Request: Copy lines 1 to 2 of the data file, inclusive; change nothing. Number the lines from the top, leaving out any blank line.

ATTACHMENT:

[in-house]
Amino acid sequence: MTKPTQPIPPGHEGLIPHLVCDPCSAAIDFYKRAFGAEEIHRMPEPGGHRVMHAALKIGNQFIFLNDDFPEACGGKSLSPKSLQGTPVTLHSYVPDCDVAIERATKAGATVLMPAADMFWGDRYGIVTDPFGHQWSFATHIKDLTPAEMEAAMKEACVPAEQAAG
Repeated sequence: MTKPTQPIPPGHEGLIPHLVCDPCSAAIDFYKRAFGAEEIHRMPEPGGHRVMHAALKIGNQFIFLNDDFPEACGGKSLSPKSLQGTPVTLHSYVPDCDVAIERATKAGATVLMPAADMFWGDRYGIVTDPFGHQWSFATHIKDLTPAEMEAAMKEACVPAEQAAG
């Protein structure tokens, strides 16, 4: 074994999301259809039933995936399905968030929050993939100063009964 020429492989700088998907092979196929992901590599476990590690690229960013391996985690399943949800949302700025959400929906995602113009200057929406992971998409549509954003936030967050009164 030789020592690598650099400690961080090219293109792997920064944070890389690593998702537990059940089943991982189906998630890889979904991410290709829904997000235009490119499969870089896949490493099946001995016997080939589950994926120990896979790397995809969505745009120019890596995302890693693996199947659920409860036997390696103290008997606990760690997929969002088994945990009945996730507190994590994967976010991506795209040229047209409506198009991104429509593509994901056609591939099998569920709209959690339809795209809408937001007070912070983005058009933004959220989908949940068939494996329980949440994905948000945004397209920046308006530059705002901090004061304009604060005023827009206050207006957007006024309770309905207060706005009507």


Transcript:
[in-house]
Amino acid sequence: MTKPTQPIPPGHEGLIPHLVCDPCSAAIDFYKRAFGAEEIHRMPEPGGHRVMHAALKIGNQFIFLNDDFPEACGGKSLSPKSLQGTPVTLHSYVPDCDVAIERATKAGATVLMPAADMFWGDRYGIVTDPFGHQWSFATHIKDLTPAEMEAAMKEACVPAEQAAG